There’s something about the Spanish language, Spanish culture, Spanish landscapes… that has stolen my heart. The interactions I have had with the people of Spain and the multitude of various landscapes of the relatively small country draw me in with every excited nerve in my body. I’m reading George Orwells book, Homage to Catalonia, I have a handwritten chart of Spanish grammar hanging above my pillow, I got ‘a talkin’ to’ at my previous job for studying Spanish on the job - I just cannot seem to get enough.
Along with my love for Spain is a love (obsession perhaps) for climbing. Put these two things together and it’s real hard to get me down. In 2017 I traveled through Northern Europe and Spain with Katherine for two weeks, and then continued my journey in Spain for another couple weeks. In April of 2018, Shawn and I hopped on a plane to explore the climbing of Spain for a month. It did not disappoint.
In April, 2018 we arrived in Madrid to visit our friend Cristina who wins at being a human and a friend. If we were to go on a walk through Madrid, she would know at least a dozen of the people we pass, would give money to local charities whom she agrees with if they were to ask for money, is the best host, and is basically an all around super human. Everybody loves her, for good reason.
Having a rental car in Madrid is not the way to go. I repeat: DO NOT GET A RENTAL CAR IN MADRID. Within 24 hours, we managed to get ourselves two parking tickets. There is plenty of public transportation and we learned the hard way to use it (we also left Madrid, came back weeks later for 12 hours to say hello to some friends, and got a third parking ticket).
Cristina and a group of friends took us to La Pedriza (pronounced: la ped-ritha because the Spanish accent is the best) which is a nearby climbing crag with loads of slab sport climbing and beautiful hikes. We were surprised by snow at the top!
We started making our way south, first stopping in Costa Blanca, Valencia. I will say, this stop was a surprise as it has been built into a tourist empire. The geologic fortune of this place is high but it seemed as though it has been turned into a cement jungle for travelers. Unfortunate, but we came for the climbing, and the climbing remained spectacular. Overlooking the Mediterranean Sea of crystal clear waters and warm climates, I see why this place has been bombarded by humans, but it is sad to see such a beautiful place hidden under patios, roads, abandoned hotels, and cement walls.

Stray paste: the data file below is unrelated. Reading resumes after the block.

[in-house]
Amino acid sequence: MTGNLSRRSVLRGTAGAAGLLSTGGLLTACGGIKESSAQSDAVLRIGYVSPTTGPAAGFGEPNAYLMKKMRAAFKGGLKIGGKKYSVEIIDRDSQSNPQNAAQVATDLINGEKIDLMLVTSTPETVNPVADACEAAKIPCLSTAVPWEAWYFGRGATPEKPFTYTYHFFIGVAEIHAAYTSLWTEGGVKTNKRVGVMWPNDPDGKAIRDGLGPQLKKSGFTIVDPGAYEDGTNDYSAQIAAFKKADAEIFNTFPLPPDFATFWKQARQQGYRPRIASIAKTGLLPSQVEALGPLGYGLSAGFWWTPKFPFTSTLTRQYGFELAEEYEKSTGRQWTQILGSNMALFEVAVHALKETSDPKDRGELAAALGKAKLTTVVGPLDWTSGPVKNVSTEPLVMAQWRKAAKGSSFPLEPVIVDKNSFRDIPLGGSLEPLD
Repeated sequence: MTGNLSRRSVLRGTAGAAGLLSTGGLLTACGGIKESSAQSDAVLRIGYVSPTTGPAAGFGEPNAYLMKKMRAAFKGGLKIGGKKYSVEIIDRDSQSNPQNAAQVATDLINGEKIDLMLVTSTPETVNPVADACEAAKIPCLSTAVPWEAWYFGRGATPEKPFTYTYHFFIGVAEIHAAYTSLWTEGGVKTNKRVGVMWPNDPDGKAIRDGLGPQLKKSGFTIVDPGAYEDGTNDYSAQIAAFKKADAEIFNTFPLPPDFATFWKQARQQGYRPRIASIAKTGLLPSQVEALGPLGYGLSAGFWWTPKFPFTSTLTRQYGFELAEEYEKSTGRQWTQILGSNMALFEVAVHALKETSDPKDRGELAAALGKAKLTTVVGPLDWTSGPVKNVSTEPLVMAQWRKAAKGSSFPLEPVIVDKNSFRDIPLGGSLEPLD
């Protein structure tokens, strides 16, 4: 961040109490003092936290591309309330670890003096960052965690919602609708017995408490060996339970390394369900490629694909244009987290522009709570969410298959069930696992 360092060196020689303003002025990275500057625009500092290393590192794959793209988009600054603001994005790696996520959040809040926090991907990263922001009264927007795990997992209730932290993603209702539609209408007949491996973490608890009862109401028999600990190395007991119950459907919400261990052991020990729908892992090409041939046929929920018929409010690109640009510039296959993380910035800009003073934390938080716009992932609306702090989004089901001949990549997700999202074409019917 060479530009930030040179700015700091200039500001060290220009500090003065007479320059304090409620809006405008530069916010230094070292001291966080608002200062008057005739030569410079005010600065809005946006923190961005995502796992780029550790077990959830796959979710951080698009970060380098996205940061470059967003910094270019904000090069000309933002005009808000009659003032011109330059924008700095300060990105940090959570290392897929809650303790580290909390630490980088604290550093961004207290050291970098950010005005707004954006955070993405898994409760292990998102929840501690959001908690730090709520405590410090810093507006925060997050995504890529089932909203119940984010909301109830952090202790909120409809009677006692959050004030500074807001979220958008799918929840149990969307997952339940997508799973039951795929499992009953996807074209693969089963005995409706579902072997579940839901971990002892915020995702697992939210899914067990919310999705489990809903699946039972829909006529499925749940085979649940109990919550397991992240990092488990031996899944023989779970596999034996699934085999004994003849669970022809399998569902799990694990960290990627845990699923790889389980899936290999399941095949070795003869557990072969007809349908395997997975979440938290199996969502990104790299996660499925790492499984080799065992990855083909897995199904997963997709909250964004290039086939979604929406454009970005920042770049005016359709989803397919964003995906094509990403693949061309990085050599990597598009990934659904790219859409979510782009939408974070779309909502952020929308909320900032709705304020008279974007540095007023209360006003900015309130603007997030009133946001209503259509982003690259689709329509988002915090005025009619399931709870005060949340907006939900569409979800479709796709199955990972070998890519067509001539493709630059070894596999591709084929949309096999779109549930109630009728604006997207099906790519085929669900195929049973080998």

Costa Blanca, Valencia
Continuing south, we had borrowed some trad gear from a friend in Madrid, who recommended we stop in Leiva, Murcia (pronounced: mur-thia) to climb, so that was our next destination. Murcia is a small town with not a lot of grocery store options, but we finally found a store, grabbed some bread, crackers, cheese, and jamon (the essentials), and headed up the windy road to Leiva (some people spell it Leyva, not completely sure which is correct). At the top of the hill it seemed to be a deserted national or state park of some sort. It seemed a bit haunted with an old playground, a couple homes that were definitely not inhabited, and not a soul to be found. We found the climbing the following day, and it sure was beautiful (and hard). The hike up was about three miles up a fire road, and then straight up a steep cliff. Luckily on our way out of there, we caught a ride with two fellow climbers who happened to be rangers of the forest so they knew their way around. I think they were surprised to see two Americans out there - seems like a very local spot.
Granada was on the list, not for climbing, but for a quick tourist stop-over. Also a place I highly advise to ditch the rental car and get around on foot. The cobbled streets are large enough only for pedestrians, we learned this the hard way. Following Granada we stopped in Cordoba, and then decided to make the long trip back up north to the Basque Country (this was when we stopped in Madrid for a couple hours only to receive another parking ticket). Eventually we made it all the way up the the northern tip of Spain just next door to France, in San Sebastian. We rented boards, surfed until the sun began to set, played tourists for the rest of the day and began our trek to Riglos, my very favorite place in Spain thus far!
We stopped in Rodellar during a massive storm in hopes there would be a break in the weather, but to no avail. Headed back to Riglos to climb with some new friends, and then made our way to Barcelona for a day before flying home.
I love this country so much, and I cannot wait to go back and spend more time here.
All my love, Espana!